Have you ever asked yourself what (really) motivates you and how your decisions align with your motivations? If so, have you asked yourself how your motivations and decisions align with those of other people? With all the people? Alina has asked herself these questions, and does so daily.
While you are pondering about it, I will add that this is the most important question every person should be asking themselves right now.
It is typical for individuals and groups to possess misaligned incentives. That used to be very reasonable, but now, however, it is no longer sustainable on a global scale. Having different incentives boils down to the problem of having limited resources and the need to compete for them. If there is only one bush of berries and both you and I want to eat the berries, our incentives will just not align — I definitely will not let you eat the berries, because I am hungry and I want to eat them. However, you seem hungry too, so you also want to eat those berries. You and I have different goals — to feed you or me. Splitting the number of berries will not work either, as we are both too hungry to step back and negotiate. And then what about our people in the village? Should we give them some berries too?
In today’s economy of abundance — yes, abundance and do not believe anyone who says otherwise — even that we have as many berries as we like, we still play this berry-bush game. We think the more berries we have, the less hungry we are going to feel and be merrier. This is trapped thinking.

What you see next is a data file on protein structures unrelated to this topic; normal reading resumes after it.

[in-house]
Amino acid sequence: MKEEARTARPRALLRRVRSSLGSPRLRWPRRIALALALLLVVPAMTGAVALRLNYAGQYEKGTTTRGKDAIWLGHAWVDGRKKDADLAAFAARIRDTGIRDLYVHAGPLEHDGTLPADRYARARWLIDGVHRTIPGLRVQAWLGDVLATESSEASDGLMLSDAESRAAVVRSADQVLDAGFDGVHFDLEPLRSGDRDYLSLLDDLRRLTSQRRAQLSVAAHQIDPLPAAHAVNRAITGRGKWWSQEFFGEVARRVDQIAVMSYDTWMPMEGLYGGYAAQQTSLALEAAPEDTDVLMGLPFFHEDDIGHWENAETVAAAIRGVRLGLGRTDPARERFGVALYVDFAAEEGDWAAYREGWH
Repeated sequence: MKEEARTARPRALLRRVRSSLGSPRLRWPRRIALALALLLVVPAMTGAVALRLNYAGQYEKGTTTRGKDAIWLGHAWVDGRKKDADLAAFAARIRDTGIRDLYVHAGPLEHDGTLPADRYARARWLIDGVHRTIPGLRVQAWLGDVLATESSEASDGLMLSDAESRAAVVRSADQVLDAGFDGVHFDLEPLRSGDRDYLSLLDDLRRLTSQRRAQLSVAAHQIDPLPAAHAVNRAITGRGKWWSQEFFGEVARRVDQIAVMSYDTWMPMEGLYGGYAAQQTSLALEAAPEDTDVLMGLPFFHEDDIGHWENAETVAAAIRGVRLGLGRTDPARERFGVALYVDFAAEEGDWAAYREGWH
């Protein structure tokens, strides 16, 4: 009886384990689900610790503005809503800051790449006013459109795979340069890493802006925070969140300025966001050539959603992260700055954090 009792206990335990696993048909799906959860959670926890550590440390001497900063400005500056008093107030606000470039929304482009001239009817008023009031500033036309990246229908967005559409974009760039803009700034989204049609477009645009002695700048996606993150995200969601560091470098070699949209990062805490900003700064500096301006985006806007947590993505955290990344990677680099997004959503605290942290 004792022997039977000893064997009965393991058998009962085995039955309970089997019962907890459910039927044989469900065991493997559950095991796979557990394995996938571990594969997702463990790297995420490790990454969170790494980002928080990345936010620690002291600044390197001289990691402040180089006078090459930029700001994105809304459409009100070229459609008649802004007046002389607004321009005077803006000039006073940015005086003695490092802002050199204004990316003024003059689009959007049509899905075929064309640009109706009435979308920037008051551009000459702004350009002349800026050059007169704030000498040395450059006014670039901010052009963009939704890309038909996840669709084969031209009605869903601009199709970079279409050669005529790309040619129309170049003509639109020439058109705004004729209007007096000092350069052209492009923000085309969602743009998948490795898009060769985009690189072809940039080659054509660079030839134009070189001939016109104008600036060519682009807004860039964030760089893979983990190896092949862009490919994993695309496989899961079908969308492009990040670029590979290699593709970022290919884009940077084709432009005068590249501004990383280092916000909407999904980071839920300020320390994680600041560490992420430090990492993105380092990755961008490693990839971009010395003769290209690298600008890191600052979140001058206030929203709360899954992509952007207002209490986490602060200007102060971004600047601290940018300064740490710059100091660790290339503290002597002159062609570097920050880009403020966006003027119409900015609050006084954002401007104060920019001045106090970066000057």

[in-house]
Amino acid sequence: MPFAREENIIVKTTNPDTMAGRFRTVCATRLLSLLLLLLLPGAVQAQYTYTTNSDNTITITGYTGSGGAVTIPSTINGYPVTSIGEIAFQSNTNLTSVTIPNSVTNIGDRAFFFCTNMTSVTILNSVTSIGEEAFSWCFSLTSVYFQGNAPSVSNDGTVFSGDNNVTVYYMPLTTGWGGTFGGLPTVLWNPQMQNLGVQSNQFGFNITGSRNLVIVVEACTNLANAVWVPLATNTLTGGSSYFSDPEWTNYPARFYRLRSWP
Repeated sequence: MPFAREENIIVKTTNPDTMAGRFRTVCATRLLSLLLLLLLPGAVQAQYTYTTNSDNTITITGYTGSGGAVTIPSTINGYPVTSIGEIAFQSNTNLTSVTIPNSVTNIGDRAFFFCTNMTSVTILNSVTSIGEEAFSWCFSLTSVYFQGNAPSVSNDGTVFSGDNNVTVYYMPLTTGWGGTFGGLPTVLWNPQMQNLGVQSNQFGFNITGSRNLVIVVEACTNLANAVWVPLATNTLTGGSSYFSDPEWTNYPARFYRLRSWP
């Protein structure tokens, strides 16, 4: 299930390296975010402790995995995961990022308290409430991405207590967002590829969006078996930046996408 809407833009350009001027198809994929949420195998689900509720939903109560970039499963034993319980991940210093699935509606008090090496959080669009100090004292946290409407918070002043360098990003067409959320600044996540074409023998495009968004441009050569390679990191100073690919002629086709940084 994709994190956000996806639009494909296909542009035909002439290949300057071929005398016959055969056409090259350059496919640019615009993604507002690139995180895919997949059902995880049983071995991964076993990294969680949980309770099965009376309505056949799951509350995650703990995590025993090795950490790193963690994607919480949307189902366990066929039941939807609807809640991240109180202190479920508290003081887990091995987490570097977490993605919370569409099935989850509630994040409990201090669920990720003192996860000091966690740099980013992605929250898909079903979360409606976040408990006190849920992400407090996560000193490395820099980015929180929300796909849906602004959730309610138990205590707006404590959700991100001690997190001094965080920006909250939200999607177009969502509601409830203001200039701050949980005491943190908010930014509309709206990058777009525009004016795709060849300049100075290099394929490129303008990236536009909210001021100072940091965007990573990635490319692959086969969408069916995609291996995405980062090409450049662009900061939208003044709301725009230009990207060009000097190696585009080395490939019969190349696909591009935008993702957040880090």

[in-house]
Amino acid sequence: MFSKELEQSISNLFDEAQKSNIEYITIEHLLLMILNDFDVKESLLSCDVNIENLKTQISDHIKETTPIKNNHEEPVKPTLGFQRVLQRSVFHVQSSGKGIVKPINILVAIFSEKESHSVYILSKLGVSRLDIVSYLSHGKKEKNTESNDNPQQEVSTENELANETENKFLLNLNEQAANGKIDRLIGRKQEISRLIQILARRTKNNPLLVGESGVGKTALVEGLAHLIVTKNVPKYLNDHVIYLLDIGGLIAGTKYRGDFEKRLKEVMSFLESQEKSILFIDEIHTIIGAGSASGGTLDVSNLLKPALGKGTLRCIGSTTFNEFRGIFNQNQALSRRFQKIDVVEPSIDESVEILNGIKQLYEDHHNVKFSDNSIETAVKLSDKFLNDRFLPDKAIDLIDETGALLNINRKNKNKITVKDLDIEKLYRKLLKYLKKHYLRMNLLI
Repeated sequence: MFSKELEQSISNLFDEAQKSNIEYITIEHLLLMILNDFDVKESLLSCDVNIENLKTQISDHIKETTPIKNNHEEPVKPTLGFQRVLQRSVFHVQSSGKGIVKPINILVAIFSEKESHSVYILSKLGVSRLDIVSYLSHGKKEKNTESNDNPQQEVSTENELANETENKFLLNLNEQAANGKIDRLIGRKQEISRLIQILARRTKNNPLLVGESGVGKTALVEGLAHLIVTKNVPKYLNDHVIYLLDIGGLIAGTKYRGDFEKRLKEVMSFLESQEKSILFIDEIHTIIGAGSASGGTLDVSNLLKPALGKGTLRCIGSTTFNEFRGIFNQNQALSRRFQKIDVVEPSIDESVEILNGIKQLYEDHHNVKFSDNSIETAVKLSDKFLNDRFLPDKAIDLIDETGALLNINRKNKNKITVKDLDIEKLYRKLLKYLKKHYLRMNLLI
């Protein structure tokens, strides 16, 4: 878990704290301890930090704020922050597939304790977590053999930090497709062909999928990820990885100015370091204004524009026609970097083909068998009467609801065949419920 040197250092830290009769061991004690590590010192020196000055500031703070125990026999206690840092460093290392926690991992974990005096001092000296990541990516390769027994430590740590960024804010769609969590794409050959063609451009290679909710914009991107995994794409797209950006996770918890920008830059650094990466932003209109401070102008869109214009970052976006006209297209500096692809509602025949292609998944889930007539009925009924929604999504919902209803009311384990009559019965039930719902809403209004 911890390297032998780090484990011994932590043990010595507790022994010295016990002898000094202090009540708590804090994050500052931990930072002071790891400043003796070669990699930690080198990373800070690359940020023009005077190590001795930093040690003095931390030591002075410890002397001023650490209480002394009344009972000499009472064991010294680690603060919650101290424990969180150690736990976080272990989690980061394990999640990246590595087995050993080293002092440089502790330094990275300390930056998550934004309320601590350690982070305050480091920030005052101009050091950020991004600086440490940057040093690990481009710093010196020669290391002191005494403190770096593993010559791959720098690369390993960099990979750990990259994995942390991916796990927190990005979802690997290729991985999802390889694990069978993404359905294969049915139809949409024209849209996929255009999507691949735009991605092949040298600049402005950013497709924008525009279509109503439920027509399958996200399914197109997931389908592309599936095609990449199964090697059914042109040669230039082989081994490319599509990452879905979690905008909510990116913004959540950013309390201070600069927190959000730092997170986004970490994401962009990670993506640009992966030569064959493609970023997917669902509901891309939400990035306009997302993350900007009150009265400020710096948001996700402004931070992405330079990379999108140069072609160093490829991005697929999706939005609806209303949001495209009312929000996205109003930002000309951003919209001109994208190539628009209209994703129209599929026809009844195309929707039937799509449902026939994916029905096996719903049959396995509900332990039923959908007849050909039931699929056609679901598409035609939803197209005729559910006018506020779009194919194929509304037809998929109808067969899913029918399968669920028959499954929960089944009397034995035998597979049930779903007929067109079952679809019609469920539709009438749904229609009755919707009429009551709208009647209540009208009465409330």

We seem to be quite ill-skilled in taking into account all players that are affected by our decisions, and as a result, we are destitute in making necessary adjustments in reasoning. With all the advances in technology we make, we have not developed a mindset to encapsulate the consequences of our power and make necessary moral considerations (the economic and political systems only exacerbate this). We are scared of letting go of resources that we have in abundance to share with others who have none of it, for reasons we do not scrutinise enough.
In the process of reaching our own goals, we do not usually consider the full range of externalities to which we are indirectly connected. There are too many things to which we are connected. Think of your electricity provider, or of the oranges you bought from a local grocery shop. Since it does not come naturally to think on a global scale — about all people who are alive and somehow responsible for us using computers today. We are not equipped to do so since there are cognitive constraints imposed on us — it is just impossible for an average person to have comprehensive relationships with, and a consideration of 8 billion people and their daily activities. However, there is a way to expand our thinking : moral circle.
Just for a moment try to think of the world as an extensive dynamic system, considering the complex interrelationships of everything in nature. All the species somehow depend on the other species: a tree is interdependent with birds, insects, bacteria. Now, think of the human-created world. As in nature, our everyday activity depends on so many factors and interactions. However, we still somehow naively assume we have little dependence or impact on what surrounds us (and vice versa), including other people who we never met.
We not only seem to be particularly bad in understanding enormous, complex challenges like the ones we are currently facing, but also at the emotional responses to these challenges and having the right mindset moving into action. There is an urgent need to develop new social norms and policies to guide us in this unintuitive path of the age of connectedness.